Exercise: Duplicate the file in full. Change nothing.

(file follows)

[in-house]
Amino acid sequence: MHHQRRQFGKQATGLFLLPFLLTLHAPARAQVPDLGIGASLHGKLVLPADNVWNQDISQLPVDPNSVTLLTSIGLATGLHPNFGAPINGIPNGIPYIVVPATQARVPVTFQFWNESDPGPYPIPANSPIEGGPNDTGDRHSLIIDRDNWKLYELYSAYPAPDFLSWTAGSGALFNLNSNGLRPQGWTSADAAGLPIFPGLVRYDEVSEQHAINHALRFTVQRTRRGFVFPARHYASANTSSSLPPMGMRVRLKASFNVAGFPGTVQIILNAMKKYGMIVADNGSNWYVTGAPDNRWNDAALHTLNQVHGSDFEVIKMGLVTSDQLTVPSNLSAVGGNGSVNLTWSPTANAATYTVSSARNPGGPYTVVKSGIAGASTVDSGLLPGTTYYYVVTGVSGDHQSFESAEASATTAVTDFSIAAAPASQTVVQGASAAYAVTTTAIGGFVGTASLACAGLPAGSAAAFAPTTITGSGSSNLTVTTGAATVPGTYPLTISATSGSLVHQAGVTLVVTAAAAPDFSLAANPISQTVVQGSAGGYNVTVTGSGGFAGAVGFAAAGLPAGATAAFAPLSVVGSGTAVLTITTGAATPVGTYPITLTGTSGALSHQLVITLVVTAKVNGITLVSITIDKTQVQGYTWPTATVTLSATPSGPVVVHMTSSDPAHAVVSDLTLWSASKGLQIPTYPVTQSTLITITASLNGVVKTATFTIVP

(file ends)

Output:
[in-house]
Amino acid sequence: MHHQRRQFGKQATGLFLLPFLLTLHAPARAQVPDLGIGASLHGKLVLPADNVWNQDISQLPVDPNSVTLLTSIGLATGLHPNFGAPINGIPNGIPYIVVPATQARVPVTFQFWNESDPGPYPIPANSPIEGGPNDTGDRHSLIIDRDNWKLYELYSAYPAPDFLSWTAGSGALFNLNSNGLRPQGWTSADAAGLPIFPGLVRYDEVSEQHAINHALRFTVQRTRRGFVFPARHYASANTSSSLPPMGMRVRLKASFNVAGFPGTVQIILNAMKKYGMIVADNGSNWYVTGAPDNRWNDAALHTLNQVHGSDFEVIKMGLVTSDQLTVPSNLSAVGGNGSVNLTWSPTANAATYTVSSARNPGGPYTVVKSGIAGASTVDSGLLPGTTYYYVVTGVSGDHQSFESAEASATTAVTDFSIAAAPASQTVVQGASAAYAVTTTAIGGFVGTASLACAGLPAGSAAAFAPTTITGSGSSNLTVTTGAATVPGTYPLTISATSGSLVHQAGVTLVVTAAAAPDFSLAANPISQTVVQGSAGGYNVTVTGSGGFAGAVGFAAAGLPAGATAAFAPLSVVGSGTAVLTITTGAATPVGTYPITLTGTSGALSHQLVITLVVTAKVNGITLVSITIDKTQVQGYTWPTATVTLSATPSGPVVVHMTSSDPAHAVVSDLTLWSASKGLQIPTYPVTQSTLITITASLNGVVKTATFTIVP